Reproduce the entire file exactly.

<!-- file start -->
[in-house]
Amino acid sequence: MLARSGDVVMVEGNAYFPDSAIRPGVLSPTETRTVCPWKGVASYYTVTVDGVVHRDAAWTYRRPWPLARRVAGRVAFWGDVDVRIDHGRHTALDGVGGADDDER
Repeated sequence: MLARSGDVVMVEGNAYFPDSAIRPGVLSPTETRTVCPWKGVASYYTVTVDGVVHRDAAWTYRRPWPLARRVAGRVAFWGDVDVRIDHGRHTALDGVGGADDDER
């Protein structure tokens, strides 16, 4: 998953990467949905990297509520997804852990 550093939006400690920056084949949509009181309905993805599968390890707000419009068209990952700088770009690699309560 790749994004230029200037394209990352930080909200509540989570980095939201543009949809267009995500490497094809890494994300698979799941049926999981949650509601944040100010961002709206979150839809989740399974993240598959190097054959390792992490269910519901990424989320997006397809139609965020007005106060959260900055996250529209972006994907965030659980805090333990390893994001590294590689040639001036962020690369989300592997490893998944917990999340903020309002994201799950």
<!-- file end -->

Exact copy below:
[in-house]
Amino acid sequence: MLARSGDVVMVEGNAYFPDSAIRPGVLSPTETRTVCPWKGVASYYTVTVDGVVHRDAAWTYRRPWPLARRVAGRVAFWGDVDVRIDHGRHTALDGVGGADDDER
Repeated sequence: MLARSGDVVMVEGNAYFPDSAIRPGVLSPTETRTVCPWKGVASYYTVTVDGVVHRDAAWTYRRPWPLARRVAGRVAFWGDVDVRIDHGRHTALDGVGGADDDER
């Protein structure tokens, strides 16, 4: 998953990467949905990297509520997804852990 550093939006400690920056084949949509009181309905993805599968390890707000419009068209990952700088770009690699309560 790749994004230029200037394209990352930080909200509540989570980095939201543009949809267009995500490497094809890494994300698979799941049926999981949650509601944040100010961002709206979150839809989740399974993240598959190097054959390792992490269910519901990424989320997006397809139609965020007005106060959260900055996250529209972006994907965030659980805090333990390893994001590294590689040639001036962020690369989300592997490893998944917990999340903020309002994201799950």